Category Archives: Diet

Keto Day 13: Humor for Jabba the Hut

Starting Keto day 13 and 10.1 pounds have taken a hike. Probably water weight, but ketosis did begin the day after beginning.

I’m having a great time with this diet as it gives me a chance to express the sometimes OCD aspect of fallen human nature: “Where am I with my actual numbers so far today vs my macros?” That’s all checked any number of times during the day. But at the beginning of the day those macros are recalculated after weighing myself and then my recalculating Body Mass Index. The macros change but little, but – hey! – those little changes add up and make for a lot of positive feedback.

It’s also good to get some real encouragement from others. That comes because I complain: “Some people go out of their way to convince me to break my diet.” It’s either the “Keto diets are dangerous!” approach, or the “I’ve made something really nice for you to eat!” approach. But then encouragement comes in from others: “No, you do what you need to do. Stick to your diet. Ignore them.” Good to hear. It’s surprising the persistence of those who don’t want your success. Maybe that’s because they should be doing something about dieting as well. But I digress, though not really, as sticktoitedness is key.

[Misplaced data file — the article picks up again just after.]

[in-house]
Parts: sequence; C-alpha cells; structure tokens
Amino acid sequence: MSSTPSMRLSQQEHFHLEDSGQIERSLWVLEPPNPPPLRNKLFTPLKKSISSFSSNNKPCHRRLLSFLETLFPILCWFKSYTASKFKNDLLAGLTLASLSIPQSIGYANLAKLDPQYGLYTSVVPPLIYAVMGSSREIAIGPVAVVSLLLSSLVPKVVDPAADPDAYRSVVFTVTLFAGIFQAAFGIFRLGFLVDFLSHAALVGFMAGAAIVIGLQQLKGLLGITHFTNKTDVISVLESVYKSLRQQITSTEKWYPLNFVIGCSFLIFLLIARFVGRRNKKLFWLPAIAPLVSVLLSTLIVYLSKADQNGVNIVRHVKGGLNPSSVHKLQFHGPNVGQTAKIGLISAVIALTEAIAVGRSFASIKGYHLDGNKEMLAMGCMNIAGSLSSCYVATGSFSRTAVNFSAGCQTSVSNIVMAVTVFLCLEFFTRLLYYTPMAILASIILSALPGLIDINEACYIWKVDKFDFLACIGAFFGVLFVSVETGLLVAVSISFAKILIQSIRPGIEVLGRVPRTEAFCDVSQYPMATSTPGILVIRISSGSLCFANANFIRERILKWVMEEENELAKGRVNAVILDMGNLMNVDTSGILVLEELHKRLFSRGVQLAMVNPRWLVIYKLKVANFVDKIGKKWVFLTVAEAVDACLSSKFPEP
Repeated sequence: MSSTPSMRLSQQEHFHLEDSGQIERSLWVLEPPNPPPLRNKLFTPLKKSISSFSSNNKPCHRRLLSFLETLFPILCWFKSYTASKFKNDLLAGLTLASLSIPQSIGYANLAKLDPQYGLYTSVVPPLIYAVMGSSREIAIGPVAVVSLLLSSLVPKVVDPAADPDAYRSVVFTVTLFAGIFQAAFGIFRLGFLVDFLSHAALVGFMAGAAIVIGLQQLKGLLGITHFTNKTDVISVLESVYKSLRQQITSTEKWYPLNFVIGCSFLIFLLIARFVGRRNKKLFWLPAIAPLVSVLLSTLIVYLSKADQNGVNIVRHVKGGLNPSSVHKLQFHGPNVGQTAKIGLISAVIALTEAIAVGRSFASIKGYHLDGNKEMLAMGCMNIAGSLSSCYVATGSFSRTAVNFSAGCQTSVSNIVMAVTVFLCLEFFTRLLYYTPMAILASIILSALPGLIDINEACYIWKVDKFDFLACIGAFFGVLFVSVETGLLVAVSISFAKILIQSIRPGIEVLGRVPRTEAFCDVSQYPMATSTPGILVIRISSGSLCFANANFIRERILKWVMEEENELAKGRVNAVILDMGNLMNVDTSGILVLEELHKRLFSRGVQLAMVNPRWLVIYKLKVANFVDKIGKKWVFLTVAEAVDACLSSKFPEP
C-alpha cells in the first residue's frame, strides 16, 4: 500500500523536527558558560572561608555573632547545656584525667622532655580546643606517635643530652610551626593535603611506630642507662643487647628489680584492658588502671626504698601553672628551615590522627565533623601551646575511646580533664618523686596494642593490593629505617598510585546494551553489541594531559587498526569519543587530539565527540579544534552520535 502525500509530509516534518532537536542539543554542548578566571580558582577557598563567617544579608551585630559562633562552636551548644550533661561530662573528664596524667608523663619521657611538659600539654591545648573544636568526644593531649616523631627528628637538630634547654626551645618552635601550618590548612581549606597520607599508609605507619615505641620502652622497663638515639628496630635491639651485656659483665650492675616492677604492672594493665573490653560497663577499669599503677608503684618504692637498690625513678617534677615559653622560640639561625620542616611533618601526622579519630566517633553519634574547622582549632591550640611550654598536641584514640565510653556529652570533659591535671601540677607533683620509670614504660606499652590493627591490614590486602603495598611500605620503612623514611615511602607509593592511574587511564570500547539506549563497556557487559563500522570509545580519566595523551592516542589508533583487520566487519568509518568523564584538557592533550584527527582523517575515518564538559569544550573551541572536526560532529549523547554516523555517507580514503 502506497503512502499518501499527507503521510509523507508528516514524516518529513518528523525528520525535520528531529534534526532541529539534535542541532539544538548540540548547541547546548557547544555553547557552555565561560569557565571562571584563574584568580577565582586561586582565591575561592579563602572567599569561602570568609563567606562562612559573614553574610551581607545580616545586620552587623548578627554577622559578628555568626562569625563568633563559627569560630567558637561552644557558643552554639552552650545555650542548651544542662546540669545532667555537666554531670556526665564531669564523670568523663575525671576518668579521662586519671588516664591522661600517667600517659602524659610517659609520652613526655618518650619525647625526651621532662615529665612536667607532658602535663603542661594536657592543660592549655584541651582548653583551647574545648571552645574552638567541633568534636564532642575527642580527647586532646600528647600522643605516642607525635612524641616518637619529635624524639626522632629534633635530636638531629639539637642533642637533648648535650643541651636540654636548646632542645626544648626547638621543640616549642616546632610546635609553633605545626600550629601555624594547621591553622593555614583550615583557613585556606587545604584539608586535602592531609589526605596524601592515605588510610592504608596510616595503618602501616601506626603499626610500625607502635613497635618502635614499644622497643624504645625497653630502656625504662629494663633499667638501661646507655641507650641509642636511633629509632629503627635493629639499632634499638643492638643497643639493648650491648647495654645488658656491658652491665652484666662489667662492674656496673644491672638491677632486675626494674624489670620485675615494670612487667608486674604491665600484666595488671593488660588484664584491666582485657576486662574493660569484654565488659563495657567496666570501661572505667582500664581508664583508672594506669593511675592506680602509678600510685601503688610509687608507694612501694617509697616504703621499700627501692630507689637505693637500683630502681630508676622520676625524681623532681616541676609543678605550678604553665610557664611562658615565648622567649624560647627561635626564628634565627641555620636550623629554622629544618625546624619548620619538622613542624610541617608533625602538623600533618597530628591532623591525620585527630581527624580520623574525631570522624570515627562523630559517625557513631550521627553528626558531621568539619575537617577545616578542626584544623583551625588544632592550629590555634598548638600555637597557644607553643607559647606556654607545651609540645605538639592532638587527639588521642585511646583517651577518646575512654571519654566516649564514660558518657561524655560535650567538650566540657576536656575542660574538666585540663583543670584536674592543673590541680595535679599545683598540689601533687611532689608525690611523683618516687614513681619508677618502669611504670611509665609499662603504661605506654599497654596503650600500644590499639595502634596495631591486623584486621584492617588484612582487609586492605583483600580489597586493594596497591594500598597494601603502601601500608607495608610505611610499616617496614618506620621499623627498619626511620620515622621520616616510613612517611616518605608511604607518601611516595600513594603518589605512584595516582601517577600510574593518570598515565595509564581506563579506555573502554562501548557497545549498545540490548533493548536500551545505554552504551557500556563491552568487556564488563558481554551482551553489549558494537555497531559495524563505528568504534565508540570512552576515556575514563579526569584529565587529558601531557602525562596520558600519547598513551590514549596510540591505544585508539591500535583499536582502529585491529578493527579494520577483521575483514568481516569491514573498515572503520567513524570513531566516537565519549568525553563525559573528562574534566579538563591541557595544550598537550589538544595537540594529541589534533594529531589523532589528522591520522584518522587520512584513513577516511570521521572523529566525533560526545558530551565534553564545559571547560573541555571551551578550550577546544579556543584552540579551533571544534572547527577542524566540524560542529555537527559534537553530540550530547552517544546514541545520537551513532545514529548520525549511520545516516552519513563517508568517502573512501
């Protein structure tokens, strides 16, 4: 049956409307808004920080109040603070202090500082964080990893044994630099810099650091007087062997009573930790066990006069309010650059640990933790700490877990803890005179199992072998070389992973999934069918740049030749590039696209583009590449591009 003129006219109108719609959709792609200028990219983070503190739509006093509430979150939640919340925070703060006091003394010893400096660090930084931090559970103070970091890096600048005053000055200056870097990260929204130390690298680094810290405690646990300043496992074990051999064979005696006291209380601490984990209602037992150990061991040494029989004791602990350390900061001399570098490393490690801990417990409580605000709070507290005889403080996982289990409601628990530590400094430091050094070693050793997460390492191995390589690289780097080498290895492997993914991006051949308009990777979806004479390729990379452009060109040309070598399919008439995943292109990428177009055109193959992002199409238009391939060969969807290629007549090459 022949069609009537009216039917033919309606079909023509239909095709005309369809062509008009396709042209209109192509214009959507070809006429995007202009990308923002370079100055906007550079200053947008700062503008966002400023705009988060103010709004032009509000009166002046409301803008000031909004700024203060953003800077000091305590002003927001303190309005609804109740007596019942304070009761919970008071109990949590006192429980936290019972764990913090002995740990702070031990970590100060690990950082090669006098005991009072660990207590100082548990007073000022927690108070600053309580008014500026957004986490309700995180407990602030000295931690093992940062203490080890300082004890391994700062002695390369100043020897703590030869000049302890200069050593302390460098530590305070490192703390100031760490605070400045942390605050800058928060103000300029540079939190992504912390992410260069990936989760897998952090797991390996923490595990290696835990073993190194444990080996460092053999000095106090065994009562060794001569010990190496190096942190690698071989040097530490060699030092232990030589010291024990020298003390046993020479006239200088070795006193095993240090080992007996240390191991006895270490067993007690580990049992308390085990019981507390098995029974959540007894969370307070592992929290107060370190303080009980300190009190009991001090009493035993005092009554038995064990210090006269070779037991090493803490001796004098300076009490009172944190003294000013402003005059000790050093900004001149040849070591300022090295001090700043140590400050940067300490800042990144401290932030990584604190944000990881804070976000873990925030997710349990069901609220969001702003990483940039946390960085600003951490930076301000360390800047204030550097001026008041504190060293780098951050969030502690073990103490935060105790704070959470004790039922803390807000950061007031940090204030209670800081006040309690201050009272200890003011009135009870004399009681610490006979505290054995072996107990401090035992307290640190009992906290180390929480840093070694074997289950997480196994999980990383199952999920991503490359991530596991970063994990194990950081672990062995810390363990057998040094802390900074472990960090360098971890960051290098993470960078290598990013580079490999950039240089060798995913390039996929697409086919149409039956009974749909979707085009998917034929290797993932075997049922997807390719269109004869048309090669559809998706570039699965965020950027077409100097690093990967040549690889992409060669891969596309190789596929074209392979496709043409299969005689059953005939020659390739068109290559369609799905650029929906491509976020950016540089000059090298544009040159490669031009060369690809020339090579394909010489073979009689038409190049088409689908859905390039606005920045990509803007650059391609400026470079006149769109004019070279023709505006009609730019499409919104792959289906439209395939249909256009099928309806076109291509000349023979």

As to the humor: I was Keto food shopping at the local supermarket and was having a conversation about Keto and “grass fed butter” at the butter section of the dairy section with one of my parishioners. It was a pretty lively discussion, rambunctious enough that a lady of unknown acquaintance pushed her shopping cart into the midst and declared with the most gorgeous Southern accent I ever heard with an equally pleasant smile, yet with incisive humor:

  • “Glory be! I ain’t not never heard a no grass fed butter, grass fed cows maybe, but no grass fed butter.”

Hahaha! It’s good to have some humor about this kind of thing.

Meanwhile, a parishioner supplied me with some fish, and another parishioner (the same in the story above) gave gave me part of a cow he had slaughtered. Mmm mmm. I love Keto.

Meanwhile, the goal of Keto for me is not to go from the obese Jabba the Hut to the slender Chewbacca, but rather to be the Lord’s good guard-donkey-priest of the Lord’s little flock that He wants me to be (noting, always, that wolves and coyotes and foxes are all good to eat on any Keto menu):


Filed under Diet, Humor

Day 5: Keto Diet for Jabba the Hut